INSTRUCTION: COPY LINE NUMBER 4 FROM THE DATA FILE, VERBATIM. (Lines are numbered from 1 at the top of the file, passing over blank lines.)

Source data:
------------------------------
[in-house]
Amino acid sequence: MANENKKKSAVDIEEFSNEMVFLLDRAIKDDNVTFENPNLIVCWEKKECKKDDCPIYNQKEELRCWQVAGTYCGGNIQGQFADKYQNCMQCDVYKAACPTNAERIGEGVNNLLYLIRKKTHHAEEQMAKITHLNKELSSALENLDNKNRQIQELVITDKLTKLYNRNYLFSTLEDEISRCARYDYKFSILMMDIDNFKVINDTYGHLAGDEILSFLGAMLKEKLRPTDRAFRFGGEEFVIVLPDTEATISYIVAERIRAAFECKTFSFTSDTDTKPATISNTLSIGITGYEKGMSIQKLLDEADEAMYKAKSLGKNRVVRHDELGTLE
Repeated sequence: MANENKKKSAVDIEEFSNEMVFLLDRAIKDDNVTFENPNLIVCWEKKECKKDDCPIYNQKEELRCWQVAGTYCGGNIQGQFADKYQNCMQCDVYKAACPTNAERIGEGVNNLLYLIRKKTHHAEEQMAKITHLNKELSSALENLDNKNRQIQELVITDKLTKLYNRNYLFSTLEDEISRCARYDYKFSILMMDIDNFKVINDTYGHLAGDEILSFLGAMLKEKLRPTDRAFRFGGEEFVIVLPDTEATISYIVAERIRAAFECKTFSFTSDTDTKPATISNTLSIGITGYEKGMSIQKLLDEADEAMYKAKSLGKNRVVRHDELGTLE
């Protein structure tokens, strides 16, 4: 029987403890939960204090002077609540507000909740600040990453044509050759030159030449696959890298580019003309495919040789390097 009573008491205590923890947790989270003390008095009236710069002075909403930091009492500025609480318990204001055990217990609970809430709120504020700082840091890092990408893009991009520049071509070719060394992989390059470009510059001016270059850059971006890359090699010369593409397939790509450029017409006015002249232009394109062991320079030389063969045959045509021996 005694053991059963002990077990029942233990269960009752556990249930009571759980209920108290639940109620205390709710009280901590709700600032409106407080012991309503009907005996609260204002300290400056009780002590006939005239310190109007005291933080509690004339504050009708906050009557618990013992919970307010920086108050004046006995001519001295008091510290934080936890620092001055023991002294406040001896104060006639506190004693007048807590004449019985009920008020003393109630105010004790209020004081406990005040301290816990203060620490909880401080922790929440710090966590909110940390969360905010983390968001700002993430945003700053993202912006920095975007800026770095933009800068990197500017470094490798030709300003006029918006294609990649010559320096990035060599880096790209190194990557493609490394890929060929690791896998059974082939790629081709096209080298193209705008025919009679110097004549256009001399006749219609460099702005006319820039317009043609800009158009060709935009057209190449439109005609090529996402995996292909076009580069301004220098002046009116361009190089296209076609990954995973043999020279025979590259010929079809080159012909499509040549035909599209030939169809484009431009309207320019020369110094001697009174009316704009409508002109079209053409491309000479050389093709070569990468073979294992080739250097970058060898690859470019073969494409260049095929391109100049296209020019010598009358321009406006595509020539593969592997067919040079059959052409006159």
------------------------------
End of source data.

């Protein structure tokens, strides 16, 4: 029987403890939960204090002077609540507000909740600040990453044509050759030159030449696959890298580019003309495919040789390097 009573008491205590923890947790989270003390008095009236710069002075909403930091009492500025609480318990204001055990217990609970809430709120504020700082840091890092990408893009991009520049071509070719060394992989390059470009510059001016270059850059971006890359090699010369593409397939790509450029017409006015002249232009394109062991320079030389063969045959045509021996 005694053991059963002990077990029942233990269960009752556990249930009571759980209920108290639940109620205390709710009280901590709700600032409106407080012991309503009907005996609260204002300290400056009780002590006939005239310190109007005291933080509690004339504050009708906050009557618990013992919970307010920086108050004046006995001519001295008091510290934080936890620092001055023991002294406040001896104060006639506190004693007048807590004449019985009920008020003393109630105010004790209020004081406990005040301290816990203060620490909880401080922790929440710090966590909110940390969360905010983390968001700002993430945003700053993202912006920095975007800026770095933009800068990197500017470094490798030709300003006029918006294609990649010559320096990035060599880096790209190194990557493609490394890929060929690791896998059974082939790629081709096209080298193209705008025919009679110097004549256009001399006749219609460099702005006319820039317009043609800009158009060709935009057209190449439109005609090529996402995996292909076009580069301004220098002046009116361009190089296209076609990954995973043999020279025979590259010929079809080159012909499509040549035909599209030939169809484009431009309207320019020369110094001697009174009316704009409508002109079209053409491309000479050389093709070569990468073979294992080739250097970058060898690859470019073969494409260049095929391109100049296209020019010598009358321009406006595509020539593969592997067919040079059959052409006159």